Survey Finds Large Employers Expanding Paid Leave Benefits
WASHINGTON – A majority of U.S.- based large employers are expanding paid leave benefits by increasing the number of days available for leave, broadening eligibility, and considering new types of paid leave, a new Business Group on Health survey found.
The survey of 113 large employers also revealed that they are responding to a more diverse workforce by expanding paid leave for parenting, caregiving, bereavement, and various other reasons.
The Business Group on Health is a non-profit organization representing large employers’ perspective on health policy issues.
According to the 2020 Large Employers’ Leave Strategy and Transformation Survey, almost four in ten (39%) respondents expanded paid leave benefits in 2019, 38% are making changes this year and 35% are considering by 2022.
- Thirty percent of employers added new leave programs in 2019. Additionally, 24% are planning to add programs this year (with 18% considering new programs in 2021/2022);
- Twenty-four percent of employers increased the duration of leave available last year. Additionally, 23% plan to increase the duration of leave this year (with 23% considering doing so in 2021/2022); and
- Twelve percent of employers expanded eligibility for leave benefits last year. Additionally, 8% plan to expand eligibility this year (with 15% considering doing so in 2021/2022).
“Employee well-being is a top area of focus for employers. Employers are investing in leave benefits as part of a more holistic view of the role employee well-being plays in workforce strategy,” said Brian Marcotte, president and CEO of the Business Group on Health.
“Leave benefits, especially for new parents and working caregivers, are highly valued by employees and address a growing area of need. Employers are evaluating, and in many cases, expanding these and other benefits to help meet those needs,” Marcotte said.
The survey found employer interest in supporting employees with caregiving responsibilities is growing.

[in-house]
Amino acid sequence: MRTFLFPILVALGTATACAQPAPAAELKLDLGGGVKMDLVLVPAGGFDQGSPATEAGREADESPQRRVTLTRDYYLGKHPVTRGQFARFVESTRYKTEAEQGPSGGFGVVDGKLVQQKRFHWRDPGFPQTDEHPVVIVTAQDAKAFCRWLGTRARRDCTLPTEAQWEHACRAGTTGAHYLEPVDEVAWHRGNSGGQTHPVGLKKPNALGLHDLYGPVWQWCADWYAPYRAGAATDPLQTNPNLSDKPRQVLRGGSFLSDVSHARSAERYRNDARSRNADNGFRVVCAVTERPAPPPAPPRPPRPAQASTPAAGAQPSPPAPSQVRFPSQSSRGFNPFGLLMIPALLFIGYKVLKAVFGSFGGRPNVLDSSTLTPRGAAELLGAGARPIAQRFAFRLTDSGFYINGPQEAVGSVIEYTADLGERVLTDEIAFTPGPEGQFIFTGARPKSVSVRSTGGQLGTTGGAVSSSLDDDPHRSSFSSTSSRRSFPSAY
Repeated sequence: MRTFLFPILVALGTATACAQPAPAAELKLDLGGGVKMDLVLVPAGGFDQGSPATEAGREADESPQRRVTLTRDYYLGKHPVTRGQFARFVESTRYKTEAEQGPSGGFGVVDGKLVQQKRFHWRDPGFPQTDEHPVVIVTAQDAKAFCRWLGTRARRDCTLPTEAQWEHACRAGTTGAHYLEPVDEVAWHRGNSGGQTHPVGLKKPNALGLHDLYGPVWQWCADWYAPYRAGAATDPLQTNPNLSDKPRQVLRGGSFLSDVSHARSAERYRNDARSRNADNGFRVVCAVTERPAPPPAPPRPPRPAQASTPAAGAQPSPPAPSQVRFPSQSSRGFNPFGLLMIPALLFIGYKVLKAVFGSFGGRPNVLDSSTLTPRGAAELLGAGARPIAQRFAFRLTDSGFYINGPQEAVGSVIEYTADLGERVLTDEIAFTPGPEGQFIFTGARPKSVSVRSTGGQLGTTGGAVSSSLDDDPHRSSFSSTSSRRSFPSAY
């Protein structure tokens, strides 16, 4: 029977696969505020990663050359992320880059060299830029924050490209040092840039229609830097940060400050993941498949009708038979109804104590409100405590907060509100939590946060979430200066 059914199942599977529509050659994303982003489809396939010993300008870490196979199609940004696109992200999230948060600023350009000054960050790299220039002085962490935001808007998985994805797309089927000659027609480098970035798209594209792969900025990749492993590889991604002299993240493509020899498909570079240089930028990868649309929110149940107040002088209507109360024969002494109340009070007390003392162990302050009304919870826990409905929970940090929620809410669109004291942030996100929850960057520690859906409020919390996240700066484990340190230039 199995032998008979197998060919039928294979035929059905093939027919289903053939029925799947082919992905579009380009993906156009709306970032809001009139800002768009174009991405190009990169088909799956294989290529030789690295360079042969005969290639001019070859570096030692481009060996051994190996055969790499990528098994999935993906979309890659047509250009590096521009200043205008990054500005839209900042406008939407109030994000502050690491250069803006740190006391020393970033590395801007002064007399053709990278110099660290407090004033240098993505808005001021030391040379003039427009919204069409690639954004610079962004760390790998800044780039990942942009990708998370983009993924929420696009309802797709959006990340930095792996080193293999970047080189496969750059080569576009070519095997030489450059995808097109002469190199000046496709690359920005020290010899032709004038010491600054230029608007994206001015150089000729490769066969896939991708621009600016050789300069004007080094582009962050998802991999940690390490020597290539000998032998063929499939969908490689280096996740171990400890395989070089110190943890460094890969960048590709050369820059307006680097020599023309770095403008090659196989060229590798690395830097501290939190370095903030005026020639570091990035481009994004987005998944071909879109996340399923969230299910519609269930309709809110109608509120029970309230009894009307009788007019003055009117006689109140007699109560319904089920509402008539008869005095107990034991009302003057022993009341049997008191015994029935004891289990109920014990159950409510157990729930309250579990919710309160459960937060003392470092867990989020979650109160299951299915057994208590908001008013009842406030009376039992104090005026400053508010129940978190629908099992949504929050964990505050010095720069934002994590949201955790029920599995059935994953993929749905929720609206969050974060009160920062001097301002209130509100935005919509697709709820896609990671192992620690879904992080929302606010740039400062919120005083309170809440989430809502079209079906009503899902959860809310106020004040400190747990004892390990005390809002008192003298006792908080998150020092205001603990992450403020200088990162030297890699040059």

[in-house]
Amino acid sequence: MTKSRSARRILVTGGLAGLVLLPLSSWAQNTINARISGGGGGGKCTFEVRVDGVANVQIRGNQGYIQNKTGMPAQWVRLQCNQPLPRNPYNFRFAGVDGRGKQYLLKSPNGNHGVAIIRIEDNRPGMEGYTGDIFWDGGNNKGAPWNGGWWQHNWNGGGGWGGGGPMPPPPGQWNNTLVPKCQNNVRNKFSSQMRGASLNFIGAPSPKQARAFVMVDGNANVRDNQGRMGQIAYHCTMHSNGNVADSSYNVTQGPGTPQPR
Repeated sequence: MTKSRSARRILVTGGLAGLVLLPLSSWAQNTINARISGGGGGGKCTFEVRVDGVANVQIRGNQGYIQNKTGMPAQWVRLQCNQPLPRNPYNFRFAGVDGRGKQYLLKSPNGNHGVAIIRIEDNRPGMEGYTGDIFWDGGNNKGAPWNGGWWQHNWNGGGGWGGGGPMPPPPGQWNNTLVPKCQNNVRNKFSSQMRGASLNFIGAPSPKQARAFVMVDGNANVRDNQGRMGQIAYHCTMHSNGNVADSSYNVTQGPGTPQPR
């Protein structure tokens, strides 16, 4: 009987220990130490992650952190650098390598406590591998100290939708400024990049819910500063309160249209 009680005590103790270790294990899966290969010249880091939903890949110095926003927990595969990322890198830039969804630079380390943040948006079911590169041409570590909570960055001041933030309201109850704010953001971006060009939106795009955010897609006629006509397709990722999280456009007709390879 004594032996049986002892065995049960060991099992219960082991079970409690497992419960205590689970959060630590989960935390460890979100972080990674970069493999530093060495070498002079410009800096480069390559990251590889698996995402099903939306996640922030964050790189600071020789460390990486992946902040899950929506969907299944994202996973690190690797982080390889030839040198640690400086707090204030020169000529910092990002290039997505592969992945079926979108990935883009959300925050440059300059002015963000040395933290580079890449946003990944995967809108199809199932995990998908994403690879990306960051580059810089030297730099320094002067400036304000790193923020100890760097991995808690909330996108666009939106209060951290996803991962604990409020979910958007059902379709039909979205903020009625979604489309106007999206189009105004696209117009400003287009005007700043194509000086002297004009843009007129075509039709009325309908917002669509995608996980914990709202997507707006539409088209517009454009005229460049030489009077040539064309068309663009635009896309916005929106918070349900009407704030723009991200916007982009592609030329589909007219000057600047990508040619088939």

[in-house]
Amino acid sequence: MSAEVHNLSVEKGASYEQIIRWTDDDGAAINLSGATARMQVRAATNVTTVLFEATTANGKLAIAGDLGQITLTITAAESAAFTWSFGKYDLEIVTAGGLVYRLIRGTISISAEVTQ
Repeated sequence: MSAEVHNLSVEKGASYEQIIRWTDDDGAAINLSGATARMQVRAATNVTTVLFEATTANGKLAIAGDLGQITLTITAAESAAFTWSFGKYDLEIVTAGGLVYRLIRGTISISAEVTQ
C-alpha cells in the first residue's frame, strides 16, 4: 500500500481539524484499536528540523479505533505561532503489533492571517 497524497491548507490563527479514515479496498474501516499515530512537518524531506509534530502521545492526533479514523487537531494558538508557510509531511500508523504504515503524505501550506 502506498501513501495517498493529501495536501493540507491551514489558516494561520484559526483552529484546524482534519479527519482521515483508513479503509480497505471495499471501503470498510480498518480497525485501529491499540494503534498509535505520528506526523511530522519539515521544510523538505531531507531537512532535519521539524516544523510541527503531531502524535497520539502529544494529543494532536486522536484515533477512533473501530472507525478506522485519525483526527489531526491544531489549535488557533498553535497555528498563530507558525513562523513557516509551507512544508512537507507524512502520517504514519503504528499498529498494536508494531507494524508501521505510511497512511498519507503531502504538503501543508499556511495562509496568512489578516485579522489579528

Over a third of respondents (35%) offer caregiver leave benefits and another 28% are considering it by 2022. Interestingly, many employers have gone beyond leave to care for a spouse, child or parent, to also cover others employees may have caregiving responsibilities for: 46% cover siblings, 46% cover parents of spouse/partner and 38% cover grandparents.
The survey also noted that employers understand the importance of being there for employees when they most need support. In fact, all respondents in the survey offer bereavement leave. On average, employers offer six days of bereavement leave, with some providing up to 20 days.
The 2020 Large Employers’ Leave Strategy and Transformation Survey was conducted in October and November 2019. The survey results reflect the leave benefits and strategies at 113 large employers, including 74% with more than 10,000 employees.
In The News
A quartet of researchers in the United Kingdom say while the COVID-19 pandemic forced employers and employees alike into a “mass experiment” of workplace adjustments, the real work on what the future of work will look like is only just beginning. The researchers are Oliver Mallett,... Read More
The U.S. employment situation seems to be edging closer to normalcy with the recent Bureau of Labor Statistics report showing a 1.7% decline in teleworking employees. This indicates more people are returning to the office, but it remains uncertain whether it is fully in-person or a... Read More
WASHINGTON - The House New Democrat Coalition on Wednesday endorsed several bills its members say will modernize the nation’s infrastructure, create jobs and grow the economy. The coalition, led by Infrastructure task force co-chairs Carolyn Bourdeaux, of Georgia, and Norma Torres, of California, NDC Chair Suzan... Read More
WASHINGTON (AP) — The number of Americans seeking unemployment benefits dropped last week to 406,000, a new pandemic low and more evidence that the job market is strengthening as the virus wanes and economy further reopens. Thursday's report from the Labor Department showed that applications declined... Read More
WASHINGTON — The Biden administration’s push to tackle several crises at once has reenergized the push for green jobs or those jobs which contribute to preserving or restoring the environment, including those in traditional sectors, like manufacturing. His American Jobs Plan, an infrastructure investment proposal that... Read More
The transition to remote work this past year happened a lot more quickly than many expected, which suggests organizations were “already working in a digital environment, we just had not realized it,” said Tatyana Mamut, senior vice president of new products at Pendo yesterday. Companies have... Read More